There are even blacker depths to this merger business than we have experienced thus far in 1989. What about the murky depths of academic conscience? Now Monash academics will have their own institutional history to content with, but I suggest that we at Chisholm will be in no position to offer viable assistance if we simply sail along into the merger as we have been doing. “How is your conscience?” I ask my fellow academics. Are you truly convinced that you should become part of what is now, for all intents and purposes, a corporation which, in one of its sectors, is committed to making money out of the destruction of human life?

The programme for experimentation on human embryos has been revealed as a naked attempt to make money and professional reputations, and as a side effect, make humans and maybe help infertile women become mothers.

If this was not the motive why would the doctors have resigned when the Government showed itself as unwilling to bow immediately to the recommendations of the Waller committee?

Something very sinister is at work here and we neglect the long-term and painstaking theoretical reflection and discussion of this matter at our peril. I therefore call on Chisholm Council to call a halt! We do not know what we are getting ourselves into. Our consciences are not at ease, and it is simply a matter of adventuresome foolhardiness to keep sailing into the dark when matters such as there, of life and death, are at stake.

Will our academic community be in any position to pass judgement on previous attempts to subject human peoples to scientific and laboratory experimentation (the work done under Hitler needs no elaboration), if we at Chisholm now fail to raise our conscientious inquiries, if not our outright objections? Will not our silence become consent?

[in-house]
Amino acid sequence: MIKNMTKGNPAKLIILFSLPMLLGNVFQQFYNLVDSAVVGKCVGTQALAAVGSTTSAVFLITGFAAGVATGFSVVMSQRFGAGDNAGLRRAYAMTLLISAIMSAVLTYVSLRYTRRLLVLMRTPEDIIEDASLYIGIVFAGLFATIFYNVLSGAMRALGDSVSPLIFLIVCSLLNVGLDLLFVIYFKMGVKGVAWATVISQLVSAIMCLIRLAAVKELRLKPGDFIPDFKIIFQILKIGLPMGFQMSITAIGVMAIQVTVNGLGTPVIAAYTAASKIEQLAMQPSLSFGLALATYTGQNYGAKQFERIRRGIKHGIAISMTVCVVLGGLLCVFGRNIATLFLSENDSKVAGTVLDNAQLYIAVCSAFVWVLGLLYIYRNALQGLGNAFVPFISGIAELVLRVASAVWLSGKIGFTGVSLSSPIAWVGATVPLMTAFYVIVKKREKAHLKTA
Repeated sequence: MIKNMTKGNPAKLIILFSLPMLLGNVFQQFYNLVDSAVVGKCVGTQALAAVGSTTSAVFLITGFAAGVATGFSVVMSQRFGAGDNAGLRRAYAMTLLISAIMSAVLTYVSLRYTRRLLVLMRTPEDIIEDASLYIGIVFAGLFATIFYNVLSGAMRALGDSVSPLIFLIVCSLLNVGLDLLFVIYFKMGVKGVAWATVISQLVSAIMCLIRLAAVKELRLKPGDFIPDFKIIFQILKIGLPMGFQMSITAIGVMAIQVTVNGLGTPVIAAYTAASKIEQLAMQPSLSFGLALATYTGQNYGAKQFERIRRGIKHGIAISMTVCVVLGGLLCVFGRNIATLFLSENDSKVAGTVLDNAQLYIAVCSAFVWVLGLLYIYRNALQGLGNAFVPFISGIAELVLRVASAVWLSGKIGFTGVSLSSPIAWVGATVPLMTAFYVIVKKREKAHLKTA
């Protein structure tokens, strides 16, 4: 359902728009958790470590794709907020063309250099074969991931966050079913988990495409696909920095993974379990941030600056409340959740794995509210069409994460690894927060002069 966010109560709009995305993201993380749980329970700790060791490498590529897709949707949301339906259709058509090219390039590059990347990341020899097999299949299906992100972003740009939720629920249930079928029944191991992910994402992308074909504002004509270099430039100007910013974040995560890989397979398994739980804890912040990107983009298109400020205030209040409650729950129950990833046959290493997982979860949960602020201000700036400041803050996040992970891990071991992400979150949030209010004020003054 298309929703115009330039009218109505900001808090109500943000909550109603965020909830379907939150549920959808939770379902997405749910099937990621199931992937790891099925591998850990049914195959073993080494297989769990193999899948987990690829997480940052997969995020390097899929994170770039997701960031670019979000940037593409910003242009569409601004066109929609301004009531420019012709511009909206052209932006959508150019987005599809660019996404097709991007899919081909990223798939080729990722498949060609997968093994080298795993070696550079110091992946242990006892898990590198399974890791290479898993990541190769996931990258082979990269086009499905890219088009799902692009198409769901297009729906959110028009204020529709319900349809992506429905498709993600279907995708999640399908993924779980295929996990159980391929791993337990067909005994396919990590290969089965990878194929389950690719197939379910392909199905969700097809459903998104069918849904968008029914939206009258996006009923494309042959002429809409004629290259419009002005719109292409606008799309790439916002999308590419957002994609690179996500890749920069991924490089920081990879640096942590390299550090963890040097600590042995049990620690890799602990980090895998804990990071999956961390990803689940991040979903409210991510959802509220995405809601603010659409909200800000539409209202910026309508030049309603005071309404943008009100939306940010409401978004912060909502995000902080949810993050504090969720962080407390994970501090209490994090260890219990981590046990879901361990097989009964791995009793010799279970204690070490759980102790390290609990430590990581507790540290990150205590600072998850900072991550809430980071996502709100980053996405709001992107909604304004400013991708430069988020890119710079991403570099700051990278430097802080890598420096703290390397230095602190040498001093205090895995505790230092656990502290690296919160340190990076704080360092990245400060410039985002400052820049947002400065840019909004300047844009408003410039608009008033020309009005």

Do not matters such as these need our communal and open discussion before getting down to organisational and other matters. The fact that we, and those we ask to manage us, have not been convening meetings to discuss matters such as these in philosophical and theoretical ways, casts a very bad light upon our performance as managers of an academic community. Have we not succumbed to the darkness? Are we not being told to have “pleasant dreams”?

Are we not forgetting the nightmares that bedevil our recent past?
Are we serious about the scholarly vocation or not? 
Or is it simply a matter of money? 
If so, then let the mammonists have the guts to say so.

Are we not in the dark because we have snuffed out the light given to us? Is it yet possible to act with integrity in the fields of scholarship and science?